You have companions to bring with you throughout the game, but they’re fairly incompetent. In early stages they can hold their own, but even when you use the game’s basic order system to tell them to be less aggressive, they’ll still wind up dead through most fights. Still it’s wise to bring Sybil the healer along just in case she stays alive long enough to heal you. The interactions between you and your companions can be funny, but really I’m left wondering why they were included at all because they’re often so useless in the game’s previously mentioned frustrating battles. They’re there to likely add to the game’s narrative, but with terribly laughable voice acting and dialog, there’s little connection to be made.
Your demon buddy is actually the coolest part of the story.
But what about the story? Well, as I said at the outset, there’s a promising narrative to be found but with generically bad enemies (the Necromancers are essentially ripped from Game of Thrones’ White Walkers) with names like The Chiller… all hope that Bound By Flame’s redeeming quality would be its story is tossed out the window.
AESTHETICS – 5
The visuals in BBF are at first pleasing, until you realize that characters’ mouth movements are synched badly like a Japanese Martial Arts import, animation is stilted and choppy, and textures and geometry bugs are all over the place. On top of that, for an RPG that claimed to have an open world, all you really get in Bound By Flame is a series of narrow corridors with the occasional open room. Exploration is for naught as the entire game feels narrow and cramped. The music and sounds are as forgettable as the voice acting, though I will say the UI is pleasant and never gets in the way of the action.
Points are also taken off for the blatant sexist approach towards the women in the game, which is odder still considering you can play a female Vulcan too. One of your companions complains early on about her rather brazen attire, but never bothers to change. There are strange scenes that Bound By Flame tries to imply a sense of “steaminess” that just come off as head scratchers due to bad animation and poor voice acting. Bound By Flame is in a way a lot like 80s fantasy movies, where the muscle bound sweaty warrior was always rescuing the beautiful buxom blonde damsel. Only… it’s not charmingly cheesy here.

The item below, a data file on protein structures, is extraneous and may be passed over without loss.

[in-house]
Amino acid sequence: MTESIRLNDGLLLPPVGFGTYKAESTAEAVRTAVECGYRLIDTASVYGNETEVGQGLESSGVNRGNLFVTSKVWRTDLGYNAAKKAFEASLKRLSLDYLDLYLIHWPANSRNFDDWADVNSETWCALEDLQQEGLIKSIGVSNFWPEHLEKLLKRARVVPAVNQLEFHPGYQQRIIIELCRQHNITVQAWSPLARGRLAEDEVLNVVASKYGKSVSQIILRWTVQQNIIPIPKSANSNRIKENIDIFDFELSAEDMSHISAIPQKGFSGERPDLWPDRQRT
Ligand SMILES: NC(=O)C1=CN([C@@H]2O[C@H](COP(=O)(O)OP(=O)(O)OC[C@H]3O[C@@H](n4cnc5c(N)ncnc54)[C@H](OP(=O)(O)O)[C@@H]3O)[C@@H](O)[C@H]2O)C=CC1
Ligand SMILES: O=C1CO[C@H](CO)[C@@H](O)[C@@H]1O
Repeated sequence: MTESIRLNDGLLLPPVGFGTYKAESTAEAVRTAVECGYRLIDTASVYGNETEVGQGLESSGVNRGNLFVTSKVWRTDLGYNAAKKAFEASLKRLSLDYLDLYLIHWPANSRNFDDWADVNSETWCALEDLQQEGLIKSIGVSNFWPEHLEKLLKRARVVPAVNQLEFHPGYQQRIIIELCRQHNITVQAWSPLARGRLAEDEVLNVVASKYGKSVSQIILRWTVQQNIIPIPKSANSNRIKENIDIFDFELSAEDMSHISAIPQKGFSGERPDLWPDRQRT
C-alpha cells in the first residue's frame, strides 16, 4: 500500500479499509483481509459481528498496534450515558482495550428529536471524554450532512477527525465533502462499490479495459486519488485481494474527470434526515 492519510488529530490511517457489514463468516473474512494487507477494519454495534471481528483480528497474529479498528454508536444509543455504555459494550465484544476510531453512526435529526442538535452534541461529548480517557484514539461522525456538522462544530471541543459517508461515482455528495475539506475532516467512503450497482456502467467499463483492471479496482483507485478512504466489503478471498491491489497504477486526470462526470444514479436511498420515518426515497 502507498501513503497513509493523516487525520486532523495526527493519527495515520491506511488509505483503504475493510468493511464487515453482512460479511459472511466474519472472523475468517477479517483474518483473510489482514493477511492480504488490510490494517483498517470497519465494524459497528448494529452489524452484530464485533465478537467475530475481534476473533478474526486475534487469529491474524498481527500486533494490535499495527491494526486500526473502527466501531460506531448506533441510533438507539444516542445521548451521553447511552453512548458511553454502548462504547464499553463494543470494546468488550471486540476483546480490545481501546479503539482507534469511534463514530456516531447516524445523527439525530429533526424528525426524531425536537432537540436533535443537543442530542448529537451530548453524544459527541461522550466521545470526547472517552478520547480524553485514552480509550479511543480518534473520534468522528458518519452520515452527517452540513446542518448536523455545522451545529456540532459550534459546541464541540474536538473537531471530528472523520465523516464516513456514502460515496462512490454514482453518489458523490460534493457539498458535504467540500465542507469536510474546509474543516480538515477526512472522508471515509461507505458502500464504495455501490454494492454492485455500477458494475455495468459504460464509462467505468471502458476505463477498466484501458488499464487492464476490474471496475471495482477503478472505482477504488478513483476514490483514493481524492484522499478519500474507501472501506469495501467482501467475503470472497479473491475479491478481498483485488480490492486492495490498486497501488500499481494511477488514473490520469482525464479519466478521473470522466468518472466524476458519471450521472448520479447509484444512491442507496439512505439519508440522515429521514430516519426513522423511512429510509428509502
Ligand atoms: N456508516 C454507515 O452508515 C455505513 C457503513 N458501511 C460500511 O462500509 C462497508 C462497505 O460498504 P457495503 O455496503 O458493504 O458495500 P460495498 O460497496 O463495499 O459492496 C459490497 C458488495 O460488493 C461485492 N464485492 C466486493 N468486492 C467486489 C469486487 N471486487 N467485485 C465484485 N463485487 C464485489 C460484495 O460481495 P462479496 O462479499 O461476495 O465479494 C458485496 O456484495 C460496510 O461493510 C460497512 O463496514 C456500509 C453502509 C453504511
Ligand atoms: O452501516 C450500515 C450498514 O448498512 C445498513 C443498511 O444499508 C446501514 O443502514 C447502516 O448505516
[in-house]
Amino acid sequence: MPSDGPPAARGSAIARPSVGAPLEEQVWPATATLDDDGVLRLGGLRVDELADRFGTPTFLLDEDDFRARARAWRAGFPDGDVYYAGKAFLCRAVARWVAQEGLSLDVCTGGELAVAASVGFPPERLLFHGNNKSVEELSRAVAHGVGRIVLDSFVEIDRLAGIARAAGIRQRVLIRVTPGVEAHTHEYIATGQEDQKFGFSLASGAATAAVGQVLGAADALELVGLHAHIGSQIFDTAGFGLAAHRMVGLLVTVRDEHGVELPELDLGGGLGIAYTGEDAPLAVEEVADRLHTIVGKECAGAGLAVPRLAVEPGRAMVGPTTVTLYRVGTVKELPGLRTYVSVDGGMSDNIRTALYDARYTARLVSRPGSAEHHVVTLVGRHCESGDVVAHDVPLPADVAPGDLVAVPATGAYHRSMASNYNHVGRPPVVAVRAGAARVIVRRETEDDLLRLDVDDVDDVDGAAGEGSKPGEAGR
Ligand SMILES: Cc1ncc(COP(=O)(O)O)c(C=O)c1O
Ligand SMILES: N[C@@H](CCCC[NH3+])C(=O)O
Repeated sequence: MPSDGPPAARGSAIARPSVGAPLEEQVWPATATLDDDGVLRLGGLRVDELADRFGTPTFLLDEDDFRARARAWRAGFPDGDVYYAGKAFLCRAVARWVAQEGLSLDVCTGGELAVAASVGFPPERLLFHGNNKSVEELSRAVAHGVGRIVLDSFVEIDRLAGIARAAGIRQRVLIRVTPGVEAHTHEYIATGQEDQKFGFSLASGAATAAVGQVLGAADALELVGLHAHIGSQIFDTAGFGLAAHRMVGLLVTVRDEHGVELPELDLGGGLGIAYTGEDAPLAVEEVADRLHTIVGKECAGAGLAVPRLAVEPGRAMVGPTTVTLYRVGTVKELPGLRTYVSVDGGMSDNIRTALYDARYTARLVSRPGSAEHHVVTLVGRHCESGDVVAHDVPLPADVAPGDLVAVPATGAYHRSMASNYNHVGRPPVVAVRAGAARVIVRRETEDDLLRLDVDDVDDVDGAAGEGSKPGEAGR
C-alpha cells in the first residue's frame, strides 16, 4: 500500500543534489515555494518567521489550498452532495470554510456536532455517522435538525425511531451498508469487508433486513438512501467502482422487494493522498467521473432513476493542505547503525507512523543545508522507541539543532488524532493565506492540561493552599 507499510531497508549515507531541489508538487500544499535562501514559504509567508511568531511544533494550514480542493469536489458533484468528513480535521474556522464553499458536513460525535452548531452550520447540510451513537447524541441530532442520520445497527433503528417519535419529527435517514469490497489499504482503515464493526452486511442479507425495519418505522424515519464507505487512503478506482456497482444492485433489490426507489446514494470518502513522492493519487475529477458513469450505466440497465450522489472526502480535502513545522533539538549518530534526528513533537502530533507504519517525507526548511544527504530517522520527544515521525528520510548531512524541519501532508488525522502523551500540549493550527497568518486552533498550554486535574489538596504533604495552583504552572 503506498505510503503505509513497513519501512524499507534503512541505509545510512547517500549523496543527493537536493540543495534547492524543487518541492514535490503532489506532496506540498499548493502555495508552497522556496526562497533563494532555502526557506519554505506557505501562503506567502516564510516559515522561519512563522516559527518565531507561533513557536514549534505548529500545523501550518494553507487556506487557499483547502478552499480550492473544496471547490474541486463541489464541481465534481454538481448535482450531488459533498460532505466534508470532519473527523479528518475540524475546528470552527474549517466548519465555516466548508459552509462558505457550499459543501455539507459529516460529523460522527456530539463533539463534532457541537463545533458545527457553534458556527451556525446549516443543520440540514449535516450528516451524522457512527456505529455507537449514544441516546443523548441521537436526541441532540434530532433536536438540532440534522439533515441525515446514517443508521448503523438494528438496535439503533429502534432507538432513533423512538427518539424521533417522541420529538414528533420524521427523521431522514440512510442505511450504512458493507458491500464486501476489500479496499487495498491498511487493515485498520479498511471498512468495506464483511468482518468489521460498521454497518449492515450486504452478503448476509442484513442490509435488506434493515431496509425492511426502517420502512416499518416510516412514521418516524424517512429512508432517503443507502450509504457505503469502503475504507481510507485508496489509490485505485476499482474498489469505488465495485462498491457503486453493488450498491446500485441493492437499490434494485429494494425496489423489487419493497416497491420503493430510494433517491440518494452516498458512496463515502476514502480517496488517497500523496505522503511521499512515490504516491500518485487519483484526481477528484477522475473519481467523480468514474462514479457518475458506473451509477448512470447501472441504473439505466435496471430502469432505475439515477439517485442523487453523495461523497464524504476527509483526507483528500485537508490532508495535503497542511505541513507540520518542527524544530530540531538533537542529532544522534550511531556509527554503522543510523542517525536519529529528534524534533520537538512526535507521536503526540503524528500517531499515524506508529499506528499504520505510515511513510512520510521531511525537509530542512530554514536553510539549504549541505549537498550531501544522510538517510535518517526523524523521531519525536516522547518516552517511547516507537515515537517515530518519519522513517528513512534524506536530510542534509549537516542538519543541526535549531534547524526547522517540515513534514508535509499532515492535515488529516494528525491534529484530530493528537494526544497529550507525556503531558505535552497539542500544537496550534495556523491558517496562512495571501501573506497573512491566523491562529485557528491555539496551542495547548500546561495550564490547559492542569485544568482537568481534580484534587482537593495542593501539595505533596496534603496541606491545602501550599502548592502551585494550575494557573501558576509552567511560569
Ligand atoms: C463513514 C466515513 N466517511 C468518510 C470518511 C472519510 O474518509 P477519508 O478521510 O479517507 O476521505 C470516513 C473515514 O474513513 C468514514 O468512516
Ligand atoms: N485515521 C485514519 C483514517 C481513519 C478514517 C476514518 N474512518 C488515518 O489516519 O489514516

INNOVATION – 5
There’s nothing new here, but nothing terribly stolen either. The game tries to present moral choices that matter in the story’s outcome, but we’ve both seen that before and the story and characters are so uninteresting that you wind up not really caring either way. I’m usually an “goody two-shoes” sort of player, but I went with the evil path in Bound By Flame, because growing horns was appealing to me. It’s nice that doing so meant I couldn’t wear a helmet and reap its defensives rewards, but that’s about as innovative as the title gets. And even that we’ve seen done in games like Fable before.
LONGEVITY – 3
For a game that claims to be the studio’s most epic and sprawling RPG yet, a 12 hour campaign (not counting the many times you’ll die and have to redo battles) is hardly epic. This is a game you’ll finish in a few sittings, and won’t have much reason to play through twice unless you really want to see the alternate good or evil ending.
VALUE – 5
We can say this: at least Bound By Flame’s not going for $60 on Steam. At $39.99, the RPG might be worth it for you if you’re really, really in need of a new adventure. But I’d suggest waiting until June’s Divinity: Original Sin comes out if that’s the case. This is one you’ll want to wait for a Steam sale on, folks.
POLISH – 5
There aren’t a whole lot of game breaking bugs in Bound By Flame. But you will see your surroundings disappear due to some graphical error. Combat, as mentioned in Gameplay, just feels unpolished and woefully tested. Animations are all over the place from fluid to choppy. Voice acting is terrible. Cut scenes are out of B-Movie territory. In my opinion, if you’re going to try and make a AAA RPG to rival games like The Witcher, you better be damn well sure you can match their level of execution. Bound By Flame feels like a budget title through and through, and despite an impressive opening level the game never gets any better.
Bound By Flame sounded promising every time we saw it... but so do most games. What we ended up with instead is an RPG trying to be as great as its inspiration but never coming close. Poor combat, poor story, and poor acting, all serve to make this "epic tale" one you'll want to skip. Do not buy.